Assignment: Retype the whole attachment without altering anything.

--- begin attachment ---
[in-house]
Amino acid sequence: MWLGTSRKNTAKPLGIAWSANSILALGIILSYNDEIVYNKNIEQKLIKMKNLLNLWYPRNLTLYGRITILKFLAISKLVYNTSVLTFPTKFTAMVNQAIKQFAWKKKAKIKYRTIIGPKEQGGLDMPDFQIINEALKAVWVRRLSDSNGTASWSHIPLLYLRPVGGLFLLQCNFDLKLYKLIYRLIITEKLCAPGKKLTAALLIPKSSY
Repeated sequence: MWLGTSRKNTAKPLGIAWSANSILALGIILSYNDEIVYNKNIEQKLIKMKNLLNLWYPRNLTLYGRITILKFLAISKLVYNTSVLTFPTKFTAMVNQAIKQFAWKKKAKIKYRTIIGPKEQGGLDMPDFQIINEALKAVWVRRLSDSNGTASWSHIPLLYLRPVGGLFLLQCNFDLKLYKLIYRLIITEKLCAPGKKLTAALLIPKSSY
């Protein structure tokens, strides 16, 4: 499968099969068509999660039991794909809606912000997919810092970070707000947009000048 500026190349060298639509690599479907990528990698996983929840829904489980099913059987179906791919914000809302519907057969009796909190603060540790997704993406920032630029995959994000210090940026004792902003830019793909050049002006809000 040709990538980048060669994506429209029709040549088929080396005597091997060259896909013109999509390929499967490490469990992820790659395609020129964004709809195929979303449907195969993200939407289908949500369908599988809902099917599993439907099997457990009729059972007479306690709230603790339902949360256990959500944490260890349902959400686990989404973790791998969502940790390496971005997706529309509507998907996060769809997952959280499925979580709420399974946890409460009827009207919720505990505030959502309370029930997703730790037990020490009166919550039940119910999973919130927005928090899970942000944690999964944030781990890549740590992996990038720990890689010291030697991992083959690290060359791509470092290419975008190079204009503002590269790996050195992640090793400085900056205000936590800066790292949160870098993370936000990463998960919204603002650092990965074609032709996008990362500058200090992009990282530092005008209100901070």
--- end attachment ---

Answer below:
[in-house]
Amino acid sequence: MWLGTSRKNTAKPLGIAWSANSILALGIILSYNDEIVYNKNIEQKLIKMKNLLNLWYPRNLTLYGRITILKFLAISKLVYNTSVLTFPTKFTAMVNQAIKQFAWKKKAKIKYRTIIGPKEQGGLDMPDFQIINEALKAVWVRRLSDSNGTASWSHIPLLYLRPVGGLFLLQCNFDLKLYKLIYRLIITEKLCAPGKKLTAALLIPKSSY
Repeated sequence: MWLGTSRKNTAKPLGIAWSANSILALGIILSYNDEIVYNKNIEQKLIKMKNLLNLWYPRNLTLYGRITILKFLAISKLVYNTSVLTFPTKFTAMVNQAIKQFAWKKKAKIKYRTIIGPKEQGGLDMPDFQIINEALKAVWVRRLSDSNGTASWSHIPLLYLRPVGGLFLLQCNFDLKLYKLIYRLIITEKLCAPGKKLTAALLIPKSSY
């Protein structure tokens, strides 16, 4: 499968099969068509999660039991794909809606912000997919810092970070707000947009000048 500026190349060298639509690599479907990528990698996983929840829904489980099913059987179906791919914000809302519907057969009796909190603060540790997704993406920032630029995959994000210090940026004792902003830019793909050049002006809000 040709990538980048060669994506429209029709040549088929080396005597091997060259896909013109999509390929499967490490469990992820790659395609020129964004709809195929979303449907195969993200939407289908949500369908599988809902099917599993439907099997457990009729059972007479306690709230603790339902949360256990959500944490260890349902959400686990989404973790791998969502940790390496971005997706529309509507998907996060769809997952959280499925979580709420399974946890409460009827009207919720505990505030959502309370029930997703730790037990020490009166919550039940119910999973919130927005928090899970942000944690999964944030781990890549740590992996990038720990890689010291030697991992083959690290060359791509470092290419975008190079204009503002590269790996050195992640090793400085900056205000936590800066790292949160870098993370936000990463998960919204603002650092990965074609032709996008990362500058200090992009990282530092005008209100901070």